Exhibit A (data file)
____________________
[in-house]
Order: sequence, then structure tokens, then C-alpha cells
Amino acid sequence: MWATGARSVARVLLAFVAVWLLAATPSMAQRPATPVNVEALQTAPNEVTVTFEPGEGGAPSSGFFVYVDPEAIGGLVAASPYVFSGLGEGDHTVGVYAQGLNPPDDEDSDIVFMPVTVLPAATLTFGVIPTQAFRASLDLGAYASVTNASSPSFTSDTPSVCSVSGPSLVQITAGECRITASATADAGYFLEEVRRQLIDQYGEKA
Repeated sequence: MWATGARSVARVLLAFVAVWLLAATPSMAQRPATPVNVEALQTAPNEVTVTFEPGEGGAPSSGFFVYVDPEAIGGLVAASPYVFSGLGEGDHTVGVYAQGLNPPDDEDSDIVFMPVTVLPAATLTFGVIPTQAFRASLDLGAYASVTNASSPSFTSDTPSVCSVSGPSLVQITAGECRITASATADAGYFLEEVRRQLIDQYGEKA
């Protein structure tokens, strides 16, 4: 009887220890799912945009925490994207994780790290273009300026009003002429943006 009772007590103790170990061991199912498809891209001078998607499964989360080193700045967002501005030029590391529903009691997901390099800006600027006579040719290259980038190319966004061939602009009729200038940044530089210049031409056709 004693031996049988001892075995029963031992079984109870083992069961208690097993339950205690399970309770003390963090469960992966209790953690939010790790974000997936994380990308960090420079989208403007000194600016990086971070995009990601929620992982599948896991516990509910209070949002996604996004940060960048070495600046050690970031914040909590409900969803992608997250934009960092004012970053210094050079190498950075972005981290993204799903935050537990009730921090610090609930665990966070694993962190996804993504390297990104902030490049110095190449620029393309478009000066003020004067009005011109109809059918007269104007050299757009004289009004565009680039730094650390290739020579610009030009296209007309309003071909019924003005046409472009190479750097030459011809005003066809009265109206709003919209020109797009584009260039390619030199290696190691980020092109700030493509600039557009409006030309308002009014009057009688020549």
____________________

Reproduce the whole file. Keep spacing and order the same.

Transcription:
[in-house]
Order: sequence, then structure tokens, then C-alpha cells
Amino acid sequence: MWATGARSVARVLLAFVAVWLLAATPSMAQRPATPVNVEALQTAPNEVTVTFEPGEGGAPSSGFFVYVDPEAIGGLVAASPYVFSGLGEGDHTVGVYAQGLNPPDDEDSDIVFMPVTVLPAATLTFGVIPTQAFRASLDLGAYASVTNASSPSFTSDTPSVCSVSGPSLVQITAGECRITASATADAGYFLEEVRRQLIDQYGEKA
Repeated sequence: MWATGARSVARVLLAFVAVWLLAATPSMAQRPATPVNVEALQTAPNEVTVTFEPGEGGAPSSGFFVYVDPEAIGGLVAASPYVFSGLGEGDHTVGVYAQGLNPPDDEDSDIVFMPVTVLPAATLTFGVIPTQAFRASLDLGAYASVTNASSPSFTSDTPSVCSVSGPSLVQITAGECRITASATADAGYFLEEVRRQLIDQYGEKA
């Protein structure tokens, strides 16, 4: 009887220890799912945009925490994207994780790290273009300026009003002429943006 009772007590103790170990061991199912498809891209001078998607499964989360080193700045967002501005030029590391529903009691997901390099800006600027006579040719290259980038190319966004061939602009009729200038940044530089210049031409056709 004693031996049988001892075995029963031992079984109870083992069961208690097993339950205690399970309770003390963090469960992966209790953690939010790790974000997936994380990308960090420079989208403007000194600016990086971070995009990601929620992982599948896991516990509910209070949002996604996004940060960048070495600046050690970031914040909590409900969803992608997250934009960092004012970053210094050079190498950075972005981290993204799903935050537990009730921090610090609930665990966070694993962190996804993504390297990104902030490049110095190449620029393309478009000066003020004067009005011109109809059918007269104007050299757009004289009004565009680039730094650390290739020579610009030009296209007309309003071909019924003005046409472009190479750097030459011809005003066809009265109206709003919209020109797009584009260039390619030199290696190691980020092109700030493509600039557009409006030309308002009014009057009688020549």